Security surveillance technology has improved by leaps and bounds in the past few years, with the features from once high-end enterprise systems now available for small commercial systems. This opens up more options for companies of all sizes, but it also can make decisions more difficult. No matter what kind of business you are protecting, an effective video security system includes a way to record, save and search events. One of the first decisions you’ll need to make when purchasing a video security system for any business from storage facilities to office buildings to medical practices is whether to use an NVR vs. DVR. Let’s look at which system is right for your business.
What Is a DVR?
The Digital Video Recorder, or DVR, is the older of the two types of security recording devices and converts analog input from cameras into a digital format. All video data sent to the DVR is processed at the recorder and then saved to a hard drive or storage device. The entire system is wired with coax and typically installed by a professional.
What Is an NVR?
The Network Video Recorder, or NVR, is digital all the way. It works with IP cameras that encode video and then send it to the NVR for storage. The NVR is connected via Ethernet, though some components may communicate through a wireless network. Smaller and more flexible cables and connectors, paired with wireless connectivity, can make NVR-based systems easier to install.
The Pros and Cons: NVR vs. DVR
Your decision of whether to use an NVR or DVR in your video security system may be simplified by carefully considering your environment, your existing security equipment and your needs. When you evaluate these areas, you’re likely to find that one option stands above the other and makes your choice easy.
If you already have and use quality analog cameras, the DVR may make more sense. Don’t completely rule out an NVR if its other benefits appeal to you, as it is possible to add an analog-to-IP converter at each camera. You may also be able to create a hybrid system, where analog cameras are in use at some points and IP cameras at others. Why would you want this mix? Analog cameras may be better in low light environments, while IP cameras provide more clarity and an ability to zoom in on an image.
If you are installing a brand-new security system, the NVR has obvious benefits. It is easier to put in because it uses Ethernet cable and can be partially wireless. IP cameras used with an NVR just need to be on the same network — they don’t have to be wired to a physical system. That makes it possible to have cameras more spread out over a campus, or even at entirely different locations.
In contrast, the DVR uses coaxial cable that’s thicker and uses larger BNC connectors that may be harder to thread and more challenging to install. You have to run coax between each camera and the recorder, making it more difficult or impossible to have cameras spread across a larger location.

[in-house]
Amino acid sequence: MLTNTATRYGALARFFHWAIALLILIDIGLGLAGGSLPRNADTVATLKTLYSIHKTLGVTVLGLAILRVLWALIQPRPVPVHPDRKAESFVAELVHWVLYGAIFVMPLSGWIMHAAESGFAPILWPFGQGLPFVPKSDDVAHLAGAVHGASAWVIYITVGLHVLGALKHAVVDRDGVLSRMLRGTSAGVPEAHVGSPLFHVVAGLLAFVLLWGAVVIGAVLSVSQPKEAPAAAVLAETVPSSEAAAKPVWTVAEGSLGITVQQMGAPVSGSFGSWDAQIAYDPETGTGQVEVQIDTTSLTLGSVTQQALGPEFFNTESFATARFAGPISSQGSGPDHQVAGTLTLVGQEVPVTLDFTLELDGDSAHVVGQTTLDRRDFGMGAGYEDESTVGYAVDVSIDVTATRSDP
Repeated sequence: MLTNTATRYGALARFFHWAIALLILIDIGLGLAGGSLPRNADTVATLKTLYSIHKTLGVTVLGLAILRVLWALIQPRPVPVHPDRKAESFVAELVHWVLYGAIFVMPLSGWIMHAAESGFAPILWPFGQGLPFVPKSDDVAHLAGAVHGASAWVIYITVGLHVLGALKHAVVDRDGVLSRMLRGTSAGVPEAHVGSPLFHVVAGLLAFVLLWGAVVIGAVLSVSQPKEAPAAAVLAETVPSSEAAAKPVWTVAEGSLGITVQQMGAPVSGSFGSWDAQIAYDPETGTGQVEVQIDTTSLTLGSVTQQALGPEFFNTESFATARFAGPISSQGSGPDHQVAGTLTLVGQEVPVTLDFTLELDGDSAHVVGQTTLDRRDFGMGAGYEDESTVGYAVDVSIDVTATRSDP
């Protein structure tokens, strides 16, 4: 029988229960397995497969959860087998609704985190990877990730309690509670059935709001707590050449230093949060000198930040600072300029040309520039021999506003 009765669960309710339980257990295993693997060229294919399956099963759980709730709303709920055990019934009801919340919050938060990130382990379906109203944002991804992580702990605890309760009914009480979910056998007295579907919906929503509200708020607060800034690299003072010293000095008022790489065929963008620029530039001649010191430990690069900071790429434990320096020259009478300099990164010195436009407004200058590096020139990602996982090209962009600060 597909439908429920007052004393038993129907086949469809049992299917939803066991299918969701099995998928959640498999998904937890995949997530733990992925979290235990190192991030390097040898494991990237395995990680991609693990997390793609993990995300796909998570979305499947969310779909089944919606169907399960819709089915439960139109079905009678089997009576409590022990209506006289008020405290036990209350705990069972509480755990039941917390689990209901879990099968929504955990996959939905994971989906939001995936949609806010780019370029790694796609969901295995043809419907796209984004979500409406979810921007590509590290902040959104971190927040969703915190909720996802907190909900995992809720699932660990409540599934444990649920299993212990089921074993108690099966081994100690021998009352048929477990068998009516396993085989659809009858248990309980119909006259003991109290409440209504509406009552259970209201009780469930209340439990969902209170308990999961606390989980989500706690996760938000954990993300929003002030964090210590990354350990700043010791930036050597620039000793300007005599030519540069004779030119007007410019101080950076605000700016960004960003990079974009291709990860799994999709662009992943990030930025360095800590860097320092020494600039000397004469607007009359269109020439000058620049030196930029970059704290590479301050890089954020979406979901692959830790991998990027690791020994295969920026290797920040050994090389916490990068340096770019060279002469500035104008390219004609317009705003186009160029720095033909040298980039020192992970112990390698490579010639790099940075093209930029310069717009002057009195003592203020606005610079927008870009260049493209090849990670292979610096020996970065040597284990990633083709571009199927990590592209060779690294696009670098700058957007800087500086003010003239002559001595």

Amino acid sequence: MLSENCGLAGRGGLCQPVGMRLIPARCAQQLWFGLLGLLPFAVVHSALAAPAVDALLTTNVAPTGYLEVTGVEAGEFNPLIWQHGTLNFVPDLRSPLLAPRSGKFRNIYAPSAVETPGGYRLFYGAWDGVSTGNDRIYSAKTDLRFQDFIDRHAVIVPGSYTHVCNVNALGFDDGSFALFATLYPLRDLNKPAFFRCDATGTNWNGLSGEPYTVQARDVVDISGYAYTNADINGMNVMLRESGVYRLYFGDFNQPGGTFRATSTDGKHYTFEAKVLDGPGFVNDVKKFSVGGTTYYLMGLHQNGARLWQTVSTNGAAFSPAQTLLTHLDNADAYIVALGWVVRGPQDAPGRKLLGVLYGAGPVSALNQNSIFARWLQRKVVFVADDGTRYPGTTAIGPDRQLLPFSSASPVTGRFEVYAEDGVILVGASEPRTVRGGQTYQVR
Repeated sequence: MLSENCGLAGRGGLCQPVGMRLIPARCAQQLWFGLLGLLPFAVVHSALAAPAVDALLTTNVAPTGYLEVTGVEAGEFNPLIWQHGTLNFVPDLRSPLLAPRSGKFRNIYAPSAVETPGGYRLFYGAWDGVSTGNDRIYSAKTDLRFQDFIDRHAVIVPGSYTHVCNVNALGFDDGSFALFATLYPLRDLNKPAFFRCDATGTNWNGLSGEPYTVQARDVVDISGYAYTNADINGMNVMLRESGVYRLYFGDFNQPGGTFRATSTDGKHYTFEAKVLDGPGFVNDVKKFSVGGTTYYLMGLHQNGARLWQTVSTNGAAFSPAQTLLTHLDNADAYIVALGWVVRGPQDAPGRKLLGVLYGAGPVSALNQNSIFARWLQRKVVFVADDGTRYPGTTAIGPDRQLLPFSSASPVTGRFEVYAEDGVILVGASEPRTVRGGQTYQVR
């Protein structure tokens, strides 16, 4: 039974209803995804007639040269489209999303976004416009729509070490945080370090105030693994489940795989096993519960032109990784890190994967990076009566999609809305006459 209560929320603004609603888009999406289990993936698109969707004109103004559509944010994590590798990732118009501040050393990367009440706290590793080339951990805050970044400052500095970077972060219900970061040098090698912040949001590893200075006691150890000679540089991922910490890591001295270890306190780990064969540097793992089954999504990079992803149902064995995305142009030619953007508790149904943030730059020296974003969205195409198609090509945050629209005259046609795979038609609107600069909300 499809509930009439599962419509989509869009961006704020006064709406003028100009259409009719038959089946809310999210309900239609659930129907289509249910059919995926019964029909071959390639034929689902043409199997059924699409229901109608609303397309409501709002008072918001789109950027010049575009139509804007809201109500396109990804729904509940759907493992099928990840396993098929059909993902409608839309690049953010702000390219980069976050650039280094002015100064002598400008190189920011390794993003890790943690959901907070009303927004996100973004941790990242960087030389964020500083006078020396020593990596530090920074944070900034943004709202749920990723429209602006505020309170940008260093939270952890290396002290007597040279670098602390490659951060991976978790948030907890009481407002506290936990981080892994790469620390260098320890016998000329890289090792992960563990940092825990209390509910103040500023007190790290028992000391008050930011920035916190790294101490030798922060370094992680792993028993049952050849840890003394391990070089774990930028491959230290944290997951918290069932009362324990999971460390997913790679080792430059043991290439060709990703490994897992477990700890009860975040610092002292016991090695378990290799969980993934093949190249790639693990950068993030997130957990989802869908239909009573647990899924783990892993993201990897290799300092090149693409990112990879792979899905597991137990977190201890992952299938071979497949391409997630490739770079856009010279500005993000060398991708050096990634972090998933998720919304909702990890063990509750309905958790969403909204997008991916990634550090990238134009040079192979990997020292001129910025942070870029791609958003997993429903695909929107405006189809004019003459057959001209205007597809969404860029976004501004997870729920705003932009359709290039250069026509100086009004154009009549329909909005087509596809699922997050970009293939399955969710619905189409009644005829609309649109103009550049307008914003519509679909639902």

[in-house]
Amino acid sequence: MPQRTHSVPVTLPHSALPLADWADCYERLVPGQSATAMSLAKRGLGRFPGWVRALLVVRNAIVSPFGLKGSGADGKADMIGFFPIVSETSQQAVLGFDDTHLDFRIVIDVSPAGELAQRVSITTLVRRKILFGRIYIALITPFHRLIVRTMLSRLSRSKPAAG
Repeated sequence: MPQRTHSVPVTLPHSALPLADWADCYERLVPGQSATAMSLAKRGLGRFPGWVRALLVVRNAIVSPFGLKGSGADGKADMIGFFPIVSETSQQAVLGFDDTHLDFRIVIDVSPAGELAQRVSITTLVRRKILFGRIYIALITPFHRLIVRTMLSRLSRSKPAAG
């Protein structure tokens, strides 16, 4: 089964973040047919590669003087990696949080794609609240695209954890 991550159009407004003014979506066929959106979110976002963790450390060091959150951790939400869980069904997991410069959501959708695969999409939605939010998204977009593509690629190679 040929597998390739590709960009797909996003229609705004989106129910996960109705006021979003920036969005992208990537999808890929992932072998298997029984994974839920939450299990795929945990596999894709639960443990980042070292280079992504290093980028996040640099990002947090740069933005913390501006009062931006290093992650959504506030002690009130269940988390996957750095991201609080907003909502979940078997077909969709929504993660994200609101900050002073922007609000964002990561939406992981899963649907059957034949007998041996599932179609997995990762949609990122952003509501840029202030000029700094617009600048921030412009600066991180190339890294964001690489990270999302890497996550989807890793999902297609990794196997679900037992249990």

If you have an analog or partial analog system, each camera or component must have its own power source (you can use a splitter). This makes for more wires, more installation hassles and increased power usage. IP cameras used with the NVR use power over Ethernet (POE) from the recorder so there’s no need for splitters or sockets close by each camera. IP systems also use much less electricity, saving you money on utility costs.
Quality of Video and Audio
Images from analog cameras used with a DVR may lack in quality compared to the picture from digital cameras. If image quality is important to you — such as when you need to identify faces or see specific details — you may want to consider an NVR.
If you want audio included with your video recording, you can do it all through one Ethernet cable in the NVR system. But if you want to add audio to a DVR system, you’ll need to install an additional RCA connection for each camera. As well, a DVR may have limited audio input ports so your system may not support multiple cameras with sound. The sound through digital may be better.
If you’re looking for features like facial recognition or analytics that determine if motion is caused by a human or animal, the digital option is your best bet. While DVR systems may have some analytics at the recorder, in an NVR system, the cameras can more quickly process video data and so these features are possible.
The NVR is newer and still more expensive than a comparable DVR system. As it increases in popularity, prices may come down. In particular, the analog cameras used with a DVR are much less expensive than their IP counterparts.
In contrast, installation of a DVR system can potentially cost more than for an NVR system. It’s important to get a quote that includes installation from your security provider so you can make an informed cost comparison. Costs can vary widely depending on type of system, the amount of wiring necessary and distance for cables to run, the number of cameras and the features you want. Estimate that a basic system will cost between $1,350 and $3,500 based on similar installations.
Making the Decision: NVR vs. DVR, Which Is Best for You?
For the best flexibility and features, an NVR system is your best bet. But for many small businesses, a less expensive and complex DVR system will meet your needs.
Need more help with evaluating your needs and the best solution for your business? The experts at Smart Security Pros offer top-notch customer service, professional assistance, and product knowledge that can ensure your system is right for your company. We can help you build a new video surveillance system or upgrade and add to an existing system. Contact us today to ask questions and get a free quote.